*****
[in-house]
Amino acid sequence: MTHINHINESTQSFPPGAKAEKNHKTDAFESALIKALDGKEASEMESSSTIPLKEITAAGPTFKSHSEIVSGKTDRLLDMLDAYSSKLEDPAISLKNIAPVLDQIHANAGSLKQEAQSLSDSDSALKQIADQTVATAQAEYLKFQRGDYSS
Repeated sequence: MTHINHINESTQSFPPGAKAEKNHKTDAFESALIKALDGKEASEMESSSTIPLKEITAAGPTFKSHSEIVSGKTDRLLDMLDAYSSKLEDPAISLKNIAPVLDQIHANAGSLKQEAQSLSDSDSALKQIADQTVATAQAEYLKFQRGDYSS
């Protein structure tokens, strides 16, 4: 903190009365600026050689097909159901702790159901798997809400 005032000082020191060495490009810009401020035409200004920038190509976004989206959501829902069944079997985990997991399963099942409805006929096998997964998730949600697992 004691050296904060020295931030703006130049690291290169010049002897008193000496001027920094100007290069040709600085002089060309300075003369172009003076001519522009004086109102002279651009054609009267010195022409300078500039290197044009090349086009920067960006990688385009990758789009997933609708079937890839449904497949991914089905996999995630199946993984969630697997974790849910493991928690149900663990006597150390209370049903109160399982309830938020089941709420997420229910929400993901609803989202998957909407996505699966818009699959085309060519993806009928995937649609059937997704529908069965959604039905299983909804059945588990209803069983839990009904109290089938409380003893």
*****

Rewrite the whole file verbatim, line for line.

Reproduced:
[in-house]
Amino acid sequence: MTHINHINESTQSFPPGAKAEKNHKTDAFESALIKALDGKEASEMESSSTIPLKEITAAGPTFKSHSEIVSGKTDRLLDMLDAYSSKLEDPAISLKNIAPVLDQIHANAGSLKQEAQSLSDSDSALKQIADQTVATAQAEYLKFQRGDYSS
Repeated sequence: MTHINHINESTQSFPPGAKAEKNHKTDAFESALIKALDGKEASEMESSSTIPLKEITAAGPTFKSHSEIVSGKTDRLLDMLDAYSSKLEDPAISLKNIAPVLDQIHANAGSLKQEAQSLSDSDSALKQIADQTVATAQAEYLKFQRGDYSS
């Protein structure tokens, strides 16, 4: 903190009365600026050689097909159901702790159901798997809400 005032000082020191060495490009810009401020035409200004920038190509976004989206959501829902069944079997985990997991399963099942409805006929096998997964998730949600697992 004691050296904060020295931030703006130049690291290169010049002897008193000496001027920094100007290069040709600085002089060309300075003369172009003076001519522009004086109102002279651009054609009267010195022409300078500039290197044009090349086009920067960006990688385009990758789009997933609708079937890839449904497949991914089905996999995630199946993984969630697997974790849910493991928690149900663990006597150390209370049903109160399982309830938020089941709420997420229910929400993901609803989202998957909407996505699966818009699959085309060519993806009928995937649609059937997704529908069965959604039905299983909804059945588990209803069983839990009904109290089938409380003893």